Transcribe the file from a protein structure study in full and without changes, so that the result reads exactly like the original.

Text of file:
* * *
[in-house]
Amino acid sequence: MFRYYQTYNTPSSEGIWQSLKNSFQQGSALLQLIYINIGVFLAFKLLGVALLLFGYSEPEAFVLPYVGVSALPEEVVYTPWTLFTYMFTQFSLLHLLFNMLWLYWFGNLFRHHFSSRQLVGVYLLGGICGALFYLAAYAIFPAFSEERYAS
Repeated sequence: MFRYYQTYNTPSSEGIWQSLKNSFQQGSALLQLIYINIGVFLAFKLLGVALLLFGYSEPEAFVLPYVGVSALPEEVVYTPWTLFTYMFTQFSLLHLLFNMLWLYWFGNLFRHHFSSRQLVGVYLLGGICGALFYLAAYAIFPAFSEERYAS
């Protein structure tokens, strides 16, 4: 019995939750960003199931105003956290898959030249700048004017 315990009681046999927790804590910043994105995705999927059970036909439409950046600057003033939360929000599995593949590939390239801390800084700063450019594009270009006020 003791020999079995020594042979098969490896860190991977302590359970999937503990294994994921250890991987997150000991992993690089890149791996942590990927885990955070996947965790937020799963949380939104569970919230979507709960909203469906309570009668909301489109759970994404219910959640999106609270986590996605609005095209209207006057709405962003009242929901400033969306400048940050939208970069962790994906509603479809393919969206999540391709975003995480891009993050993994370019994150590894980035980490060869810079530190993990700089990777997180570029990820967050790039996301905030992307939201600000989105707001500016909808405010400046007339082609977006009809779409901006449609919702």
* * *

[in-house]
Amino acid sequence: MFRYYQTYNTPSSEGIWQSLKNSFQQGSALLQLIYINIGVFLAFKLLGVALLLFGYSEPEAFVLPYVGVSALPEEVVYTPWTLFTYMFTQFSLLHLLFNMLWLYWFGNLFRHHFSSRQLVGVYLLGGICGALFYLAAYAIFPAFSEERYAS
Repeated sequence: MFRYYQTYNTPSSEGIWQSLKNSFQQGSALLQLIYINIGVFLAFKLLGVALLLFGYSEPEAFVLPYVGVSALPEEVVYTPWTLFTYMFTQFSLLHLLFNMLWLYWFGNLFRHHFSSRQLVGVYLLGGICGALFYLAAYAIFPAFSEERYAS
């Protein structure tokens, strides 16, 4: 019995939750960003199931105003956290898959030249700048004017 315990009681046999927790804590910043994105995705999927059970036909439409950046600057003033939360929000599995593949590939390239801390800084700063450019594009270009006020 003791020999079995020594042979098969490896860190991977302590359970999937503990294994994921250890991987997150000991992993690089890149791996942590990927885990955070996947965790937020799963949380939104569970919230979507709960909203469906309570009668909301489109759970994404219910959640999106609270986590996605609005095209209207006057709405962003009242929901400033969306400048940050939208970069962790994906509603479809393919969206999540391709975003995480891009993050993994370019994150590894980035980490060869810079530190993990700089990777997180570029990820967050790039996301905030992307939201600000989105707001500016909808405010400046007339082609977006009809779409901006449609919702």